Non-Hodgkin's lymphoma (NHL) is a rare disease in the very young children1,2. Small noncleaved cell lymphoma (SNCCL) and Burkitt's and Burkitt-like lymphomas comprise 40% - 50% of childhood lymphomas3. The incidence of SNCCL is age-dependent, being much higher in the first 2 decades of life; SNCCL has not been reported in children under 2 years of age. These lymphomas are B cell in origin and have the immunophenotypic characteristics of a subset of germinal center cells. Rare cases of Burkitt and Burkitt-like lymphoma have been reported in infants2,3. We herein describe a case of a Burkitt-like SNCCL in a very young child.



A 13-month-old female infant developed diarrhea and failure to thrive. Physical examination revealed a mass in lower abdominal quadrant and ascites. Computed tomography showed extensive intra-abdominal disease and right pleural effusion. Laboratory findings showed: red blood count, 3.67 x 1012/L; hemoglobin concentration, 9.5g/dL; haematocrit, 29%; platelet count, 514 x 10 6/L; white blood cell count, 10.9 x 106/L with 31% lymphocytes and 76% neutrophils. High blood levels of lactic dehydrogenase (LDH), 2171 IU, and uric acid (9.2 mg/dL) were consistent with mild tumor lysis syndrome. An exploratory laparatomy was performed and revealed diffuse abdominal involvement including omentum and ovaries, which were biopsied. The histopathological analysis showed neoplastic cells similar in appearance to those of Burkitt's lymphoma, but there was increased pleomorphism over that accepted for Burkitt's lymphoma (greater variation in cell size and shape). The cells tended to have a more finely dispersed chromatin pattern and sometimes had a single prominent eosinophilic nucleolus. Burkitt-like SNCCL was diagnosed. Cytogenetic analysis was not performed in this case.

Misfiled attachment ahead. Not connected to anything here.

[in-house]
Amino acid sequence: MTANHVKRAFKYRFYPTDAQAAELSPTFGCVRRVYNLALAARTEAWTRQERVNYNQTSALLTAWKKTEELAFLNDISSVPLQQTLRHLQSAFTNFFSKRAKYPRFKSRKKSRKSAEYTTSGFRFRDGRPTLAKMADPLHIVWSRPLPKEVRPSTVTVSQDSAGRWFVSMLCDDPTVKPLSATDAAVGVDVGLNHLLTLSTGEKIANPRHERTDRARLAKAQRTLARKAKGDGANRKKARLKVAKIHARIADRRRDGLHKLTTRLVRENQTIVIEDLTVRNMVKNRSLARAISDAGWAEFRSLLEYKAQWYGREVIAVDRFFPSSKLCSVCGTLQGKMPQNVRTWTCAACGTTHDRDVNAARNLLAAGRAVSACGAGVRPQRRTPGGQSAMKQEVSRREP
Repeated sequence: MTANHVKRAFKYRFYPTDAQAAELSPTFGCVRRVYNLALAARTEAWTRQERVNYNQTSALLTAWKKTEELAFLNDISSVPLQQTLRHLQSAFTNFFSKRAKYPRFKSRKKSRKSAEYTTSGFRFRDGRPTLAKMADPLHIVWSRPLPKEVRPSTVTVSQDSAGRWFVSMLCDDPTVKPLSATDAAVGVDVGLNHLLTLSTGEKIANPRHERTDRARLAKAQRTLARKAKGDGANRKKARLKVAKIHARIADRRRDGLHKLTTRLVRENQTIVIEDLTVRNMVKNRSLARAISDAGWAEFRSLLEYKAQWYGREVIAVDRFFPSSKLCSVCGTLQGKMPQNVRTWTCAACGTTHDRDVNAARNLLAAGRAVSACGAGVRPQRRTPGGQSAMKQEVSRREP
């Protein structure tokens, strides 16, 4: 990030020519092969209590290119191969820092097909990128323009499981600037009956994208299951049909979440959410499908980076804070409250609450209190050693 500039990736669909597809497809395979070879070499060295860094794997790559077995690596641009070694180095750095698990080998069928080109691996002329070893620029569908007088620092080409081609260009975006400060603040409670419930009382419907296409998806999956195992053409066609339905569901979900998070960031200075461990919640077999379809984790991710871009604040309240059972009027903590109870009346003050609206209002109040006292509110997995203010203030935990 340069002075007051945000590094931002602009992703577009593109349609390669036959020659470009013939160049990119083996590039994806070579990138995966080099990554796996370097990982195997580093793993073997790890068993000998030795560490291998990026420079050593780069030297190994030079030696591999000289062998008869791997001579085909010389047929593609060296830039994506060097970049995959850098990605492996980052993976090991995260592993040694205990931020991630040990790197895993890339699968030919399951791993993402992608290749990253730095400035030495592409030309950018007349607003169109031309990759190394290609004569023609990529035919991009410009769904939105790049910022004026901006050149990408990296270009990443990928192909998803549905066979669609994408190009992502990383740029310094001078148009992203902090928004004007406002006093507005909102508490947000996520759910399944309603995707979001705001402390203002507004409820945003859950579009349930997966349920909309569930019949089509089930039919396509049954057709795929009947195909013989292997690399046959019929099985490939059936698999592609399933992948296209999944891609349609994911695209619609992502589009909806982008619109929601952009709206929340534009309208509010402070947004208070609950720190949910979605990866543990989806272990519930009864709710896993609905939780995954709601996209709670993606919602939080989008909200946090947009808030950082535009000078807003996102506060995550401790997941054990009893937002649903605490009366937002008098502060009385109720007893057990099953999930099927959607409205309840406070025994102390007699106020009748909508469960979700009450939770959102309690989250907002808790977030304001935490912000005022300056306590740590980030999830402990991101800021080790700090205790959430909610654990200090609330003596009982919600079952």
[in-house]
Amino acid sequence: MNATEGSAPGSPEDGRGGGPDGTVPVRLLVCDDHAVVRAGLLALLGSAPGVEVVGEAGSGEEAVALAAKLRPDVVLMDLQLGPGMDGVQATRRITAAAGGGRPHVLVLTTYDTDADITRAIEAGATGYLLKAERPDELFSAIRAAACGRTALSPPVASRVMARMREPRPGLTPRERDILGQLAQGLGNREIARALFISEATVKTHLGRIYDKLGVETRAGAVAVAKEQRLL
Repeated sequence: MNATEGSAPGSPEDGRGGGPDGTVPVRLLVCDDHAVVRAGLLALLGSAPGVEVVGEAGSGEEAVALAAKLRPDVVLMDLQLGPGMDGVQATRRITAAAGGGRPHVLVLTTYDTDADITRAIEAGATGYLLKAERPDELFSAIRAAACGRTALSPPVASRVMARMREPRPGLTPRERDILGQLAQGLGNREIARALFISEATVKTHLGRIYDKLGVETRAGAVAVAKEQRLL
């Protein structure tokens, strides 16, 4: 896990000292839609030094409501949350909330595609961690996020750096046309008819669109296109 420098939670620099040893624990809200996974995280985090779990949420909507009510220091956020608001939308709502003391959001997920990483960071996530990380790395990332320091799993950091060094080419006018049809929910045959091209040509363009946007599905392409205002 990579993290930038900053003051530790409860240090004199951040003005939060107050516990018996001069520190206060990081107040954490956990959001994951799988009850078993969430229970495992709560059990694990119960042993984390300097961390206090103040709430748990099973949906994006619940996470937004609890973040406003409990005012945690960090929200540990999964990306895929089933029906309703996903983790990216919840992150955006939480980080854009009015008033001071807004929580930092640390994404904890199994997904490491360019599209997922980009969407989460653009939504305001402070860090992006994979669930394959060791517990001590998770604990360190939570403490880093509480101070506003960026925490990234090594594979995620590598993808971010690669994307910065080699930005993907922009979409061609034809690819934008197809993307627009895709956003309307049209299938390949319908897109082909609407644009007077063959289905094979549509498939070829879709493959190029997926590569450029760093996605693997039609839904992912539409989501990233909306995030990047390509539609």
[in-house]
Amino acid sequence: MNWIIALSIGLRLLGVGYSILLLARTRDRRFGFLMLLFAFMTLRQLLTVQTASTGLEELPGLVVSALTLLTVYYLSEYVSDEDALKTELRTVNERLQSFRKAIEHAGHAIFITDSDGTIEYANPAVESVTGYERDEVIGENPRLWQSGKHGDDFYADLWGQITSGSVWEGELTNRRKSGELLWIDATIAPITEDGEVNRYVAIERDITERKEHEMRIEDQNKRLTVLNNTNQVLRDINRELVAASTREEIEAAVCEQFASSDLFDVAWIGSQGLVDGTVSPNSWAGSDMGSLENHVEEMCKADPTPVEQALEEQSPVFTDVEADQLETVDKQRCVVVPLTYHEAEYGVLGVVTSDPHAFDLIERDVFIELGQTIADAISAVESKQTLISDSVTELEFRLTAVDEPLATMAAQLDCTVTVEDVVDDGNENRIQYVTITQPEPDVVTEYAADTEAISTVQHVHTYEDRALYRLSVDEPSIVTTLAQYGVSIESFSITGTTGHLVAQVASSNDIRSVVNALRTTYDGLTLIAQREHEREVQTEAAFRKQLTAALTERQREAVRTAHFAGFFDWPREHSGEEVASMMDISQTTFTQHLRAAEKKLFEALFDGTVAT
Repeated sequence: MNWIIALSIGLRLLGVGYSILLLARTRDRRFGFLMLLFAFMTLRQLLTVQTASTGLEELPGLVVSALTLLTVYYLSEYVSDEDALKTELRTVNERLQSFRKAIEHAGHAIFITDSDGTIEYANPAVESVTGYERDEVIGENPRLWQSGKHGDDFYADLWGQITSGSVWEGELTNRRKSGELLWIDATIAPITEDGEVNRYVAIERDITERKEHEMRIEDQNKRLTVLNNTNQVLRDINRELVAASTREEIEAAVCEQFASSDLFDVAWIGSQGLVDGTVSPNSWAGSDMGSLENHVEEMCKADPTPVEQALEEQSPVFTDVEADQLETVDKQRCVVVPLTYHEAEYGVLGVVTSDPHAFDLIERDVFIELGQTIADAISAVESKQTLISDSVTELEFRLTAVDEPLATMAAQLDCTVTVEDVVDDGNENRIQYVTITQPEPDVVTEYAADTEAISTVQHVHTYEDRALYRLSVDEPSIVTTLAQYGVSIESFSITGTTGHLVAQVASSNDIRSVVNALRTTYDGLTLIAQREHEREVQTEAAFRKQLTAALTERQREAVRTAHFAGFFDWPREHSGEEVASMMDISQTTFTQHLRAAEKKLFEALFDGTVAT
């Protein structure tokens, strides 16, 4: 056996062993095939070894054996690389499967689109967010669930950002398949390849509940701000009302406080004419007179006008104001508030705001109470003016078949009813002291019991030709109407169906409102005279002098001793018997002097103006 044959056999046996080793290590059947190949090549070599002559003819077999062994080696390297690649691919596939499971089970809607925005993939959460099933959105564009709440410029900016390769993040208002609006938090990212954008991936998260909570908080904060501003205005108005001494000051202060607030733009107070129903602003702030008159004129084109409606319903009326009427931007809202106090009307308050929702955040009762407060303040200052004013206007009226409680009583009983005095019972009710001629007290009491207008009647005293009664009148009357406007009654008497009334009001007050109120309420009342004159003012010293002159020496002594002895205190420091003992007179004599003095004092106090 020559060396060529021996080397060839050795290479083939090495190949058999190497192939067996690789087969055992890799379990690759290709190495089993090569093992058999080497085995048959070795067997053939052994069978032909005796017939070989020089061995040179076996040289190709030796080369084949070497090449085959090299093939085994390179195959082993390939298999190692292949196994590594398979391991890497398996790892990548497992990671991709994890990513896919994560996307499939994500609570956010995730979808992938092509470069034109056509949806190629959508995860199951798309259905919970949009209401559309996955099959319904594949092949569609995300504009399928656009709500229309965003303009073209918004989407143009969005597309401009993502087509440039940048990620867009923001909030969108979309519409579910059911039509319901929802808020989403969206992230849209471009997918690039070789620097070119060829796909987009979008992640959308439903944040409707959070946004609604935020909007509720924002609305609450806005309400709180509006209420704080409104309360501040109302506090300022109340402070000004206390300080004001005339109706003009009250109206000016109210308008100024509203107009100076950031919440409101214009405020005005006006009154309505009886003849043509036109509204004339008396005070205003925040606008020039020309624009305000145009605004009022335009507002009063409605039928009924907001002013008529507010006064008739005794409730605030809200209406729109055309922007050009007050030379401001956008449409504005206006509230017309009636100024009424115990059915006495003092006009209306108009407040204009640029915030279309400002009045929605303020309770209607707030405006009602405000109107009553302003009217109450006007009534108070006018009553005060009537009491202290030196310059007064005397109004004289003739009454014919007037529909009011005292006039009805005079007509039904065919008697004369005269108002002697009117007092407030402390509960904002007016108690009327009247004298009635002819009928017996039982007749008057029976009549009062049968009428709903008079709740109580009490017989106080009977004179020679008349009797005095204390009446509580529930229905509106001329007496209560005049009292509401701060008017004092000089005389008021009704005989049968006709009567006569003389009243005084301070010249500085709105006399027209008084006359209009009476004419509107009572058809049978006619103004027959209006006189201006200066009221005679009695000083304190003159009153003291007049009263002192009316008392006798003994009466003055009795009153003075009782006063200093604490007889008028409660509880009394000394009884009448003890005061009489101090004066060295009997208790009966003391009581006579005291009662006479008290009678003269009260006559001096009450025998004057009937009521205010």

Immunohistochemistry showed strong positivity for CD20 (L26 DAKO). Pleural effusion phenotypic analysis by flow cytometry was positive for HLA Dr, CD19, CD20, IgM, and CD45 and negative for CD34, CD3, CD4, and CD8. The cerebrospinal fluid and bone marrow were negative for the disease. The St. Jude staging system was applied, and the patient was classified as having stage III disease.